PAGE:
Fast and easy. The menus are the same as all the compact Canons and respond instantly.
Frame rate in Continuous mode is a fast and unlimited 2 FPS!! Continuous mode disengages itself each time you turn off the SD550.
Sadly, I wish the ISO setting reset to AUTO each time the power was turned on, but it remembers it. Unlike the Casios, you can't tell the SD550 which settings to remember when the power is turned off.
Like most Canons, there is a Panoramic mode for making easy-to-stitch shots. It works great with the included pan stitching software. Canon has always been very good at this. My A70 did the same thing, with the same software!
General: Tends towards overexposure as all Canon compacts. No big deal: set it to -2/3 compensation all the time and it's fine. If you don't do this you'll get a lot of bad images.
TRICK: Auto Exposure Lock (AEL): Press and hold the shutter halfway. Tap the ISO button and the SD700 measures and locks the exposure. AEL shows on the right of the screen. Recompose and shoot. This exposure value stays locked for more shots until you press the ISO button again.
TRICK: Flash Exposure Lock: It really works! Press and hold the shutter halfway. Tap the ISO button and you get a preflash which sets the flash exposure. FEL shows on the right of the screen. Recompose and shoot. This exposure value stays locked for more shots until you press the ISO button again.
Color: As I had hoped, photos just look better than I get from my Casios. It's not a matter of accuracy, and for all I know the Canon might be less accurate with test targets. What matters is the photos from the SD550 look better than those from my Casio. I always preferred the colors, which is the most important aspect of image quality, of my 2003 Canon A70 (3MP) to the look I got from my Casios. I shot a bunch of things with my EX-Z850 and this SD550 side by side, and the SD550 looked better every time.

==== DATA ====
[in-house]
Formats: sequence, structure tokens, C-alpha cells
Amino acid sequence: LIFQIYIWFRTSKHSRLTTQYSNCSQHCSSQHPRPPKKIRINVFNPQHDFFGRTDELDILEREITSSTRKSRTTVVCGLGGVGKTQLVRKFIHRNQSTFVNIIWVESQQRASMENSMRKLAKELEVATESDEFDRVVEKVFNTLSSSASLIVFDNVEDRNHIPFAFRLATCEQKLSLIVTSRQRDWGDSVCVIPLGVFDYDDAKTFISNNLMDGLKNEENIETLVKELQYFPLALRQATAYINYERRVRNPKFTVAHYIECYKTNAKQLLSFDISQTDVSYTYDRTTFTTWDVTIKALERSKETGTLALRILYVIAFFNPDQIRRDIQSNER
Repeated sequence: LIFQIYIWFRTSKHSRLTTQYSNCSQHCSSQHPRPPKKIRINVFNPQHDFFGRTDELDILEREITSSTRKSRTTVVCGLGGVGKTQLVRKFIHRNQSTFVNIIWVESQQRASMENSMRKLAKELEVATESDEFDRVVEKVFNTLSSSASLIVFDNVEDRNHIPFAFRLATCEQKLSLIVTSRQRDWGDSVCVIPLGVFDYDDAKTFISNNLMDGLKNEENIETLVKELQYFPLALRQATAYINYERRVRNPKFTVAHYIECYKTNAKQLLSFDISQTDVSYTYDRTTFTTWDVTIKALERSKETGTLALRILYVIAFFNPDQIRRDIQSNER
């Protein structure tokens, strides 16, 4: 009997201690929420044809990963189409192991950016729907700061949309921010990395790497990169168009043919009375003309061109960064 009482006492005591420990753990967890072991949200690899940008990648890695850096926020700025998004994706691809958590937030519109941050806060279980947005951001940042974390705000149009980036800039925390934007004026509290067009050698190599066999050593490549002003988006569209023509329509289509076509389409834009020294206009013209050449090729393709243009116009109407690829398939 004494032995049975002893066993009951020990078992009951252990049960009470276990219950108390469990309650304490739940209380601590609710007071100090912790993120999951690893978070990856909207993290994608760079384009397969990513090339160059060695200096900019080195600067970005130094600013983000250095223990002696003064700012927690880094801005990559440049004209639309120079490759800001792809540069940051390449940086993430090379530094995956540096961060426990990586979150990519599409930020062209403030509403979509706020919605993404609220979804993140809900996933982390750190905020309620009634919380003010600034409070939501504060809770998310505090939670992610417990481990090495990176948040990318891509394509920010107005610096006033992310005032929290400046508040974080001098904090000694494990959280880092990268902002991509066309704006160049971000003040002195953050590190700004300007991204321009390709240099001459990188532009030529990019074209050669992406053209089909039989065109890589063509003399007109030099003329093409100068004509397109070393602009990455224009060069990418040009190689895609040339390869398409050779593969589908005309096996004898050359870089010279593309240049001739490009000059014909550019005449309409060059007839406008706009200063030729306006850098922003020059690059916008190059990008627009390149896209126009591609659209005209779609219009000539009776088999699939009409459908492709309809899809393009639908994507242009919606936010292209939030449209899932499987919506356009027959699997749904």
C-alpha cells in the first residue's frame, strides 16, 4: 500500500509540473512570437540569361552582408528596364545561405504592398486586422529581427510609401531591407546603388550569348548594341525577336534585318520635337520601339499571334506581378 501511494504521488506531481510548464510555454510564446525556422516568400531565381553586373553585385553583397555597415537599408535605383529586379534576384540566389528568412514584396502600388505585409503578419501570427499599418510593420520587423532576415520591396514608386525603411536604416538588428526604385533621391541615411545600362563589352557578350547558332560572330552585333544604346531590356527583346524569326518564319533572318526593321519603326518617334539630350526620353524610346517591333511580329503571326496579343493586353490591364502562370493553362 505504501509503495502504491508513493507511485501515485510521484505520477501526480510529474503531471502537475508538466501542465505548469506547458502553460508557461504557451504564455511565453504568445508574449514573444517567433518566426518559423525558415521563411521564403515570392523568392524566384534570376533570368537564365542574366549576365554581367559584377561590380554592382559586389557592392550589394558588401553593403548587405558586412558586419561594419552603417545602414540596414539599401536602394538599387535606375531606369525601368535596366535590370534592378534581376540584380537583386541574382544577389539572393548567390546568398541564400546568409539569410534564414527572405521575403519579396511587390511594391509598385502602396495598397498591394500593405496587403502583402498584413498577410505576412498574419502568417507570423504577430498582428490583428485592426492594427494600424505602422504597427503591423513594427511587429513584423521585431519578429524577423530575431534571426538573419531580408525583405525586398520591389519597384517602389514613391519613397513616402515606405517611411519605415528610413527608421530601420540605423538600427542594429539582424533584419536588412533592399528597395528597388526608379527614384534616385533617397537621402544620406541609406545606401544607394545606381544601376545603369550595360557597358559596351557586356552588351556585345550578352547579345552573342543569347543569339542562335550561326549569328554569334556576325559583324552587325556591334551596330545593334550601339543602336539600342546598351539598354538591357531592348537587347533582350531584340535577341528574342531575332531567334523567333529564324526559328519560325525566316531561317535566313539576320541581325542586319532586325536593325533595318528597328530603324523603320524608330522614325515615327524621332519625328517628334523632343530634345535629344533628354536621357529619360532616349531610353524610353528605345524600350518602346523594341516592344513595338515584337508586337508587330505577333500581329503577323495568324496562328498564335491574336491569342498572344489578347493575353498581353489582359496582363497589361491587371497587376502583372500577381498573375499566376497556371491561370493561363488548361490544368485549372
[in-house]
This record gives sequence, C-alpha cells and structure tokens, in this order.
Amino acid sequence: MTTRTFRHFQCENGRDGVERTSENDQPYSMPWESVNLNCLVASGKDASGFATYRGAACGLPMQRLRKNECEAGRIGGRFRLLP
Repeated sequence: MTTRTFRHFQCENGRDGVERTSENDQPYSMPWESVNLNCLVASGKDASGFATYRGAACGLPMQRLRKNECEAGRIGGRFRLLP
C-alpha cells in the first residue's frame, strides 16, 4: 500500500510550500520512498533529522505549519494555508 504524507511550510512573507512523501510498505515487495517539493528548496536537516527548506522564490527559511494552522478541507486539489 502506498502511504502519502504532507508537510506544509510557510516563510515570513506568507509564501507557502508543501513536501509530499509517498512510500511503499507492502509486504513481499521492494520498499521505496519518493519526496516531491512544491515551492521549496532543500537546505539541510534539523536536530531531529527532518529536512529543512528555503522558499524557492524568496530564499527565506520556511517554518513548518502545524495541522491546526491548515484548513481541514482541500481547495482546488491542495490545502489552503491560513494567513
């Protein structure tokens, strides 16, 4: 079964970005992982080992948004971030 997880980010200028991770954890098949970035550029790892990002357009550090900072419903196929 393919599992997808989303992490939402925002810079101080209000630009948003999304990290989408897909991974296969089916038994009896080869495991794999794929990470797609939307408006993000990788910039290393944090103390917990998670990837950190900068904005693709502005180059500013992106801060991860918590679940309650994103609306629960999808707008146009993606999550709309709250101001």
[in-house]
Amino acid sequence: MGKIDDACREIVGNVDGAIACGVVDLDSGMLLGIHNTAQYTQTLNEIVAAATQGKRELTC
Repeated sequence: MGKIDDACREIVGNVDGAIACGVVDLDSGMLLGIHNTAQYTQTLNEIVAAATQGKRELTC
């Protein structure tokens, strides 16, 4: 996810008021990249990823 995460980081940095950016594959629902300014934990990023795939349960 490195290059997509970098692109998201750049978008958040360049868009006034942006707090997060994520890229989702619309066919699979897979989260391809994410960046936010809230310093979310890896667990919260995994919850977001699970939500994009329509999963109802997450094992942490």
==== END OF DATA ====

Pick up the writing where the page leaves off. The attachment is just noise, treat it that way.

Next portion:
ISO: Perfect at 50. Just a little noise, less than film, at 200. At 400 it gets a little grainy at 100%, but much better than average. The CCD is a little bigger than most compact cameras, which helps. Use 400 and the noise is not noticeable at normal print sizes.
Hot Pixels: At ISO 200 and 400 I saw the occasional hot pixel. This looks like a random red speck.
As all Canon compacts, the SD550 has no Shade WB. I use the custom manual white card setting instead.
Setting takes effect even with flash. Many other cameras default to flash WB regardless of the manual setting.
Auto WB: Seems to work great, even under bright tungsten.
Great at wide, butt a little hazy at the longest setting. This is typical performance for compact cameras. Like all point and shoots, zoom only runs in fixed steps. The SD550 has 7 steps, the same as most cameras. They are at 7.7, 9.0, 10.5, 12.5, 15.6 18.8 and 23.1 mm.
Sharpness and Resolution: It's so sharp you can get some aliasing (called Moiré by hobbyists) if you have screens or other repeating very fine patterns.
Distortion is typical: barrel at wide add flat at tele. It's easy to correct in Photoshop CS2's lens distortion filter. Use +3.5 at wide and -0.3 at tele.
The Auto Rotation sensor works on playback to rotate the image on the LCD!